“While mainstream magazines are seeing sales fall, and long-standing titles such as Loaded are printing their final issues, the world of niche, independent mags is going from strength to strength,” writes Ruth Jamieson in The Guardian.
“Instead of trying to cater for as many people as possible, they take the opposite approach, targeting the most specific audiences they can find. There are titles to cater for every conceivable interest, from Gratuitous Type for typography nerds to Cherry Bombe for women who love food, Kindling for modern dads, and Cat People for creatives who really love cats.”
We’ve covered some of these titles before (Cherry Bombe makes us take an early lunch), and have talked about the increasing popularity of niche publications. And the trend makes absolute sense, as marketers use data to better target readers, while consumers self-select their interest groups.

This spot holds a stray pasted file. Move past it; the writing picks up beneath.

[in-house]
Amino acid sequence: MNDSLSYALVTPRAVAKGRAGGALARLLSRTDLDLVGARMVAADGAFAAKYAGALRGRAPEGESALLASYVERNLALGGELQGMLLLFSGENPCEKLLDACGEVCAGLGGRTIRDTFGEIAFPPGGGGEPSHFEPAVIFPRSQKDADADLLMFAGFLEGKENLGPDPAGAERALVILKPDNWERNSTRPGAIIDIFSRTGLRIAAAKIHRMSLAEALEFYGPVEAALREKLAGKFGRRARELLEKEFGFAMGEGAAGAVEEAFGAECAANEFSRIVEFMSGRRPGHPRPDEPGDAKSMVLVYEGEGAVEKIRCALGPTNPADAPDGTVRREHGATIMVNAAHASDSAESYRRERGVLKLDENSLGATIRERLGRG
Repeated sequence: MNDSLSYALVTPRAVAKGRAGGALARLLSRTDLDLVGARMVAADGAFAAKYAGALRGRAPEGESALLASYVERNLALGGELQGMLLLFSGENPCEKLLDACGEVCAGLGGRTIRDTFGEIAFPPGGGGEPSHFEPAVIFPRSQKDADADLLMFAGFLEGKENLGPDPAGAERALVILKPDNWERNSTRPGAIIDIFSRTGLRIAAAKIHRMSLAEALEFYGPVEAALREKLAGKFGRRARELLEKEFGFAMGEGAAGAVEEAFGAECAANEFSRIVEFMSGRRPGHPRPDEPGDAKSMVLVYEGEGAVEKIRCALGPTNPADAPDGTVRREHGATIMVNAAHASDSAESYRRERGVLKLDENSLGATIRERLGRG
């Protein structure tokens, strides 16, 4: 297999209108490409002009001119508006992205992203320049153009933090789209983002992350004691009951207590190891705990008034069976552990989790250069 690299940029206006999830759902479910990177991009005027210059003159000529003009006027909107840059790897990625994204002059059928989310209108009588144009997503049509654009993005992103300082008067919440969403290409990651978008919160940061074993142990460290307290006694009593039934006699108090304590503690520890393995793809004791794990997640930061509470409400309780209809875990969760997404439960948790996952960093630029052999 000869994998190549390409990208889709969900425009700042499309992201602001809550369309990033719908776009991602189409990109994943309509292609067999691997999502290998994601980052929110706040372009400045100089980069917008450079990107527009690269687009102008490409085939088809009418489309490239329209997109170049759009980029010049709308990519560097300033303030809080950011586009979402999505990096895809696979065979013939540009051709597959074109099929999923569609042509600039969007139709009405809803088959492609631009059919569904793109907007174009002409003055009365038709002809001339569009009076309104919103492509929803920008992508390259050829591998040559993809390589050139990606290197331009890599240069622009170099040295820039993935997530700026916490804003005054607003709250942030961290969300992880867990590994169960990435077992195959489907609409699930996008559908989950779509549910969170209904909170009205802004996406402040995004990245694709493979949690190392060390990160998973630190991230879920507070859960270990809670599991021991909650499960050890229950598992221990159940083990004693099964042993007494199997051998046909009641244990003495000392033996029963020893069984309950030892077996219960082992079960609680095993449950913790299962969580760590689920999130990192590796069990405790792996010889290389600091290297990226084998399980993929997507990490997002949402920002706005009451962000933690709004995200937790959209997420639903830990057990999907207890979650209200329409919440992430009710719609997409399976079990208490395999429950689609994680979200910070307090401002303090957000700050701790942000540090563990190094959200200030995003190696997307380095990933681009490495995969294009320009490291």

Why is it that these tiny titles are able to make it in the hyper-challenging world of publishing? We can thank the Internet for that, Jamieson says.
“From finding contributors, suppliers and readers, to putting an issue together, just about every aspect of getting a magazine in the hands of readers has been made easier by the internet,” she notes.
She’s bullish on print’s future too, especially in light of the changes in our industry.
“There’s something about the physical experience of reading a magazine that glass screens just can’t beat. And while the way we use printed magazines may change – nowadays it’s less about fast, cheap distribution of information and more about creating covetable, collectable, coffee- table-worthy objects – there will always be a role for them,” Jamieson predicts.
The surge in small, independent publishers is a great indicator that print continues to attract. And with the technology behind it to find and engage the right audience, the future is bright.
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